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5.45 pm

Mr. Andrew Mitchell (Sutton Coldfield): It is a pleasure to follow the hon. Member for Denton and Reddish (Andrew Bennett). Although I disagree with much of what he said, I agree that this is a Parliament issue and not only a House of Lords issue. The Leader of the House said that he is counting heads and seeking to find a new equilibrium and a new approach. My views on that correspond closely to those of my hon. Friend the Member for Stratford-on-Avon (Mr. Maples), who made an excellent speech. At the beginning of the debate, I assumed that I was in a minority of one and it is good to know that others oppose, in principle, any elected Members in the House of Lords.

I strongly support the two key parameters laid out by the Leader of the House. In particular, it has been clear for a long time, despite the badinage between the two sides of the House, that the day of the hereditary peer has gone, although some would provide good service in a reconstituted House of Lords in the future.

We should begin with the question of what the House of Lords is for. Its role as a revising Chamber has become increasingly important in recent years. The Government have rightly said that pre-legislative scrutiny is becoming more important, and we need better scrutiny of Bills, which are often ill thought through when they come before the House and are not necessarily improved in Committee. Such Bills would benefit from pre-legislative scrutiny and the expertise of the House of Lords. Another function of the House of Lords is to act as a brake on this Chamber, but it should not be a definitive one. It can also, in certain circumstances, provide constitutional protection. Those are all beneficial functions, but the House of Lords should not challenge this House.

I fear that the Government's proposals are a dog's breakfast. They could have proposed a senate with 100 members and a House of Commons with 400 members, and I strongly agree with the hon. Member for Stoke-on-Trent, Central (Mr. Fisher) that our number should be significantly reduced, because there are far too many of us. However, if the Government's proposals are accepted—amended by what appears to be the majority view in the House—we would have more than 1,000 elected legislators, and that is indefensible.

Wider reforms have led to elected parish councils, elected district councils, elected county councils, elected regional councils, an elected Parliament in Scotland and an elected Assembly in Wales—not to mention the European Parliament—but politicians have become less and less respected by their constituents, as everyone acknowledges. If the answer to any question is that we need more elected politicians, we should look more carefully at the question in the first place.

The proposal for a mixed membership, part appointed and part elected, is—as several hon. Members have said—the worst of all possible worlds. Of course the elected members down the Corridor will press for more powers—including ones that this House would not be willing to cede—but having two different types of members would be a recipe for disaster.

The great benefit of the House of Lords as presently constituted is the quality of expertise that resides in it. As a Parliamentary Private Secretary to a Lords Minister

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many years ago, I often went to watch debates in the other place and I was genuinely astonished by the sheer quality of expertise. In debates on defence, for example, field marshals, generals and other senior former service men were taking part. In debates on education, we had vice-chancellors and others from the educational establishment speaking. There was also expertise in debates on medical matters. These were high-quality debates that are not always replicated in this House. We should not lose sight of that.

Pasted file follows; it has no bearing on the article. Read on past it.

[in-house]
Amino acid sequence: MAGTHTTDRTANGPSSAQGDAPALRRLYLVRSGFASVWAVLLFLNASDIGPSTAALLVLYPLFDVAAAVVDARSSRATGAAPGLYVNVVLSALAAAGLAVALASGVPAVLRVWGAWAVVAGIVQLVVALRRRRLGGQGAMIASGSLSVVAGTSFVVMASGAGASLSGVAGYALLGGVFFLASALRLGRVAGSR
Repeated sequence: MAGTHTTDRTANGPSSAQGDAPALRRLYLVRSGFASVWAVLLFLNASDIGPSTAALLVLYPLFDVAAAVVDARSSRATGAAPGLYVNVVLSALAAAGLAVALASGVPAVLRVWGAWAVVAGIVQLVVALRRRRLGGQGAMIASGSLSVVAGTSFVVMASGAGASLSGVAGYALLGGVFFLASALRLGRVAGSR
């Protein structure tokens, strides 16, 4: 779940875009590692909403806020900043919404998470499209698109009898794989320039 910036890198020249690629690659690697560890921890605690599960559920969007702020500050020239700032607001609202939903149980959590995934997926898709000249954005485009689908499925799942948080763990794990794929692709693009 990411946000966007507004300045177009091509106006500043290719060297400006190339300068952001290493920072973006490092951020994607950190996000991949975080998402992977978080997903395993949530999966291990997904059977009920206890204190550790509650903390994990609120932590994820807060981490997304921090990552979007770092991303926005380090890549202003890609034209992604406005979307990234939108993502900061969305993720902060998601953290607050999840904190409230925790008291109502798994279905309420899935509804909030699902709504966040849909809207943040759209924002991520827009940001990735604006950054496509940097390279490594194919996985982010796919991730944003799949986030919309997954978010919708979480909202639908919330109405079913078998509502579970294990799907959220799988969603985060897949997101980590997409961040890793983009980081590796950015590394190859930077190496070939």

The great strength of many of those down the Corridor is that they have expertise, but, unlike all of us, they would recoil from the hustings and would be deeply unwilling to stand for election. If we were to proceed on the basis of an elected second Chamber, I ask colleagues: who will stand for election? It will not be the repositories of great expertise that are in the other place at the moment.

The point was well made by the hon. and learned Member for Medway (Mr. Marshall-Andrews) and my hon. Friend the Member for Tunbridge Wells (Mr. Norman). Not enough people come into this place with genuine and deep experience of trades outside of politics. The blunt truth is that the House needs more people like the hon. and learned Gentleman and my hon. Friend.

I spent two years as the vice-chairman of the Conservative party in charge of the candidates department. The difficulty in getting people who are not part of the political scene or the political groupings in society to come into politics and take an interest is enormous. All three of the main political parties find that to be true. We will have more and more professional politicians trying to come down to Westminster, and it will be those who cannot get in here who will proceed down the Corridor to try to get elected to the House of Lords. We will have a Chamber of research assistants and special advisers; we will have an assembly of the skimmed milk of British politics. That would be a serious danger.

I am against any election to the House of Lords, for the reasons set out so excellently by my hon. Friend the Member for Stratford-on-Avon. Remarks made about Lord Wakeham this afternoon have, on reflection, been wide of the mark. The great thing that he achieved was a consensus, from which the Government have now departed. Mention was made of a quote from Lord Wakeham, but the whole quote was not given. I would like to place it on the record, because he was right. He said that an elected Chamber

He said that, in taking evidence

I do not agree with Lord Wakeham's proposals for a limited election, but to achieve that consensus he came up with a far-fetched scheme. I do not believe that it is the right way to proceed, but in order to get the consensus, no doubt he did.

Ultimately, legitimacy comes from democratic election, but democratic elections are not the only source of that legitimacy.

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5.53 pm